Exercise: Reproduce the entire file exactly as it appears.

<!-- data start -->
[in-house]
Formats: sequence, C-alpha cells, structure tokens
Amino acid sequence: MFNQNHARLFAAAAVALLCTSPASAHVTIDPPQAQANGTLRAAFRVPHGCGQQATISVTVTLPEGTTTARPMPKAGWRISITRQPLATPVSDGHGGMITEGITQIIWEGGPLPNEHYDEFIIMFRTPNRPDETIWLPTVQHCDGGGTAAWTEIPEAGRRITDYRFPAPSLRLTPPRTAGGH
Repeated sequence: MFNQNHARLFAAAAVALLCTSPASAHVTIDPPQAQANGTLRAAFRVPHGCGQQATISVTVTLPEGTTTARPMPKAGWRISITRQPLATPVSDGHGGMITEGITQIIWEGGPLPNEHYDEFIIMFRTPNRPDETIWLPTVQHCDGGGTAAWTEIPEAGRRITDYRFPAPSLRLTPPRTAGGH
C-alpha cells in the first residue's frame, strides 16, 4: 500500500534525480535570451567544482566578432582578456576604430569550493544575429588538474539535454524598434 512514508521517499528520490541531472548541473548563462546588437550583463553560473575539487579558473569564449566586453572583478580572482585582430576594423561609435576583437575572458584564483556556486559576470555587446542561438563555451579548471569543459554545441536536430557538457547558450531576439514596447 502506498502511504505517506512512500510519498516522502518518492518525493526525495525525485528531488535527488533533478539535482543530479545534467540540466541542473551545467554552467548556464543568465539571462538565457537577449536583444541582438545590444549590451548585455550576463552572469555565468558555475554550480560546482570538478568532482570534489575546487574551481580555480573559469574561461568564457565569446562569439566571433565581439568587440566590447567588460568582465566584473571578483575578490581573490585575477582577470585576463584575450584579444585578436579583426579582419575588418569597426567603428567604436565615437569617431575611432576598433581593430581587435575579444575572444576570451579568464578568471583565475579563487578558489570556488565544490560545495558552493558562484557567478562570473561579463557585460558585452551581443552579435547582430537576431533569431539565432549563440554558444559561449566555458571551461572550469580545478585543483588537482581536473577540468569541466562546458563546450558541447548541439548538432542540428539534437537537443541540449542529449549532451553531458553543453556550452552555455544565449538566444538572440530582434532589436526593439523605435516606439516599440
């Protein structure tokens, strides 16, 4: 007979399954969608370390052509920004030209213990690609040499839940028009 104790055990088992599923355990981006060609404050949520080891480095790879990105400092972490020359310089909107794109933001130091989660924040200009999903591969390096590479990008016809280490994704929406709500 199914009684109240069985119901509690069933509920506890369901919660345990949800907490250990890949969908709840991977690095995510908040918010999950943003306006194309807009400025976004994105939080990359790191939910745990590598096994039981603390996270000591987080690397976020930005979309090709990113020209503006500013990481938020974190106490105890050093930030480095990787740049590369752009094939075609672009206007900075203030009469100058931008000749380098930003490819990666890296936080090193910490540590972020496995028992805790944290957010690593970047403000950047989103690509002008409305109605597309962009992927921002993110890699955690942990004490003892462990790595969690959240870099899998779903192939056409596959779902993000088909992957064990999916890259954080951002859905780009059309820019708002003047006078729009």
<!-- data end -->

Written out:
[in-house]
Formats: sequence, C-alpha cells, structure tokens
Amino acid sequence: MFNQNHARLFAAAAVALLCTSPASAHVTIDPPQAQANGTLRAAFRVPHGCGQQATISVTVTLPEGTTTARPMPKAGWRISITRQPLATPVSDGHGGMITEGITQIIWEGGPLPNEHYDEFIIMFRTPNRPDETIWLPTVQHCDGGGTAAWTEIPEAGRRITDYRFPAPSLRLTPPRTAGGH
Repeated sequence: MFNQNHARLFAAAAVALLCTSPASAHVTIDPPQAQANGTLRAAFRVPHGCGQQATISVTVTLPEGTTTARPMPKAGWRISITRQPLATPVSDGHGGMITEGITQIIWEGGPLPNEHYDEFIIMFRTPNRPDETIWLPTVQHCDGGGTAAWTEIPEAGRRITDYRFPAPSLRLTPPRTAGGH
C-alpha cells in the first residue's frame, strides 16, 4: 500500500534525480535570451567544482566578432582578456576604430569550493544575429588538474539535454524598434 512514508521517499528520490541531472548541473548563462546588437550583463553560473575539487579558473569564449566586453572583478580572482585582430576594423561609435576583437575572458584564483556556486559576470555587446542561438563555451579548471569543459554545441536536430557538457547558450531576439514596447 502506498502511504505517506512512500510519498516522502518518492518525493526525495525525485528531488535527488533533478539535482543530479545534467540540466541542473551545467554552467548556464543568465539571462538565457537577449536583444541582438545590444549590451548585455550576463552572469555565468558555475554550480560546482570538478568532482570534489575546487574551481580555480573559469574561461568564457565569446562569439566571433565581439568587440566590447567588460568582465566584473571578483575578490581573490585575477582577470585576463584575450584579444585578436579583426579582419575588418569597426567603428567604436565615437569617431575611432576598433581593430581587435575579444575572444576570451579568464578568471583565475579563487578558489570556488565544490560545495558552493558562484557567478562570473561579463557585460558585452551581443552579435547582430537576431533569431539565432549563440554558444559561449566555458571551461572550469580545478585543483588537482581536473577540468569541466562546458563546450558541447548541439548538432542540428539534437537537443541540449542529449549532451553531458553543453556550452552555455544565449538566444538572440530582434532589436526593439523605435516606439516599440
């Protein structure tokens, strides 16, 4: 007979399954969608370390052509920004030209213990690609040499839940028009 104790055990088992599923355990981006060609404050949520080891480095790879990105400092972490020359310089909107794109933001130091989660924040200009999903591969390096590479990008016809280490994704929406709500 199914009684109240069985119901509690069933509920506890369901919660345990949800907490250990890949969908709840991977690095995510908040918010999950943003306006194309807009400025976004994105939080990359790191939910745990590598096994039981603390996270000591987080690397976020930005979309090709990113020209503006500013990481938020974190106490105890050093930030480095990787740049590369752009094939075609672009206007900075203030009469100058931008000749380098930003490819990666890296936080090193910490540590972020496995028992805790944290957010690593970047403000950047989103690509002008409305109605597309962009992927921002993110890699955690942990004490003892462990790595969690959240870099899998779903192939056409596959779902993000088909992957064990999916890259954080951002859905780009059309820019708002003047006078729009």